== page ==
Wow!

I wanted them (students & teachers) to be “awed” at the possibilities that technology can open up to us. I wanted them to be shocked at how easy and economical it was to make the world part of their classroom.

Change in Fortune

The “Awwws” ,”Wows” and “That is incredible” did come, but also did the “I don’t have the time to prepare my students for skype calls with other classes”, “It takes too much time away from curriculum content” and other variations of “It’s nice, but…”.

Wes Fryer says It takes leadership to get creative in schools and support the use of Skype. Wes addresses the technology (bandwidth and security) part of that equation in his post. I am venturing out to say that leadership at schools also need to be creative and understand the pedagogical value and curriculum connections that video conferencing has in terms of learning.

Leadership needs to support “pioneering” educators. They need to be allowed to go through a process of experimenting, evaluating, reflecting to see the effects of regular video conferencing on cross-curricula integration, student learning, motivation and engagement. We also need to get creative in involving and educating parents. With many of them unfamiliar with the technology (which appears to include such a strikingly different method than they remember from their own school days), they might not understand the educational use for such a tool in the classroom.

Wandering

Wandering

There had to be something more to merely using a webcam and calling another class in another city and country. There had to be subject area integration, there had to be ways to support (20th AND) 21st century skills and literacies, there had to be something more than an initial “Wow”.

The wandering paid off. There IS something more than the tool:

It is NOT about the tools...

The Understanding

The understanding that it never was about the tool (Skype or the webcam) started settling in. As students (and teachers) started to be part of regular Skype calls, it crystallized itself that it was all about the connections, the authentic experiences and knowledge we were able to bring to our students in addition to the communication opportunities. More and more students took their experiences home and asked their parents to install Skype in order for them to talk to far away grandparents or friends who had moved away.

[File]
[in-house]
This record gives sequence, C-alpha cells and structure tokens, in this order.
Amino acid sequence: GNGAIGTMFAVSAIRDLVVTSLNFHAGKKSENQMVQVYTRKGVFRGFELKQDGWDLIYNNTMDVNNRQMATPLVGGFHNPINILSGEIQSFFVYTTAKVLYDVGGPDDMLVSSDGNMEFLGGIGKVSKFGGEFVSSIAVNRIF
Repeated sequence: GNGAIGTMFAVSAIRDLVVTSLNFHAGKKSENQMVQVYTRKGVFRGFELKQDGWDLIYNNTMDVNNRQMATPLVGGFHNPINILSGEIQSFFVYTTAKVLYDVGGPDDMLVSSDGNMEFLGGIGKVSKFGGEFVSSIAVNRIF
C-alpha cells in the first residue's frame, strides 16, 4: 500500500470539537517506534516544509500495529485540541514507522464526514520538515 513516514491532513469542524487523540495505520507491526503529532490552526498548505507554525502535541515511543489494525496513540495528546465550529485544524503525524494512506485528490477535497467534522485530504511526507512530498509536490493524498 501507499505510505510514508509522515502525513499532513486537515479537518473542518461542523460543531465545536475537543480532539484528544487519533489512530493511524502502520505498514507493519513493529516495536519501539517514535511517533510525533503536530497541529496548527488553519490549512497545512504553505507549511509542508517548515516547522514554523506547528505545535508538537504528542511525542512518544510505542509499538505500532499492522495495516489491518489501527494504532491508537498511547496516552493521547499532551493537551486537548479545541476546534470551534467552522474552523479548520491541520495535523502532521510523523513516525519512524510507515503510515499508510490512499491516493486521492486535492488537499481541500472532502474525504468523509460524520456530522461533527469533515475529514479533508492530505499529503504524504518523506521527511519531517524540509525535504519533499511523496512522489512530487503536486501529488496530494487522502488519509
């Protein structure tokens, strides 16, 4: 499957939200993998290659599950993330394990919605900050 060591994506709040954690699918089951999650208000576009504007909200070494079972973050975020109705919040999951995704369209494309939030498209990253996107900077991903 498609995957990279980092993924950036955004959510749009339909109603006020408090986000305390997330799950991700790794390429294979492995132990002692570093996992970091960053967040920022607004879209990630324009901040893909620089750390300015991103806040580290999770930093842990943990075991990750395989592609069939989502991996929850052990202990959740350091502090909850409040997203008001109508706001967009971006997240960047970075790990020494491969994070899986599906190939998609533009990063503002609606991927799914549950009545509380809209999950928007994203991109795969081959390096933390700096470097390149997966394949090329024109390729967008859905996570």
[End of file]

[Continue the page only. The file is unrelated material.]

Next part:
It became apparent...

Experiences such as learning about whales from kids in Canada or becoming the experts for other students from Michigan or interviewing Jews from around the world as part of a research project were just the beginning to help us understand that it is about an awareness for teachers and students.

An awareness:

  • which takes learning off the pages of textbooks
  • that gives students the tools to make connections with experts and eyewitnesses
  • that can lead them to authentic information”just in time” [personalized] for them
  • that our classrooms can be as big as the world

An Odyssey transforms the traveler. I believe that we are catching a glimpse of how Skype, the tool, is transforming learning and teaching. It is making a real impact on how information is accessed, who we are communicating with and how we are connecting to the world around us.

Here are some journal entries from second graders about their thoughts of Skype:

If I could talk to anyone on Skype, I would choose my Au Pair, Magdalena, because I haven’t seen her in a while.

Skyping is learning new things to me.

I learned how to talk to different people from different countries.

I have learned to make friends.

I would Skype with my Tante Heni, she is my aunt.

I learned about the Olympics skyping.

I would like to skype with Houston, because I would like to talk about football.

Skype is like Facebook, but better.

I would like to skype with the president.

Skype is a way to meet new people who speak different languages.

A window to the world...

Our students are learning and understanding that there are more available resources to them than printed material. Our teachers are starting to include potential Skype connections in their planning in order to extend learning. There is a buzz around school that has is shifting from “Where are we skyping to…” to “We are studying… and skyping to learn about…”

The following video is from clips, I have been recording over the last few months. Nothing was scripted, many times just recorded when passing by in the hallway. I am hoping to continue recording students to see if a shift in their answers will also become apparent.
[vimeo]http://vimeo.com/9917168[/vimeo]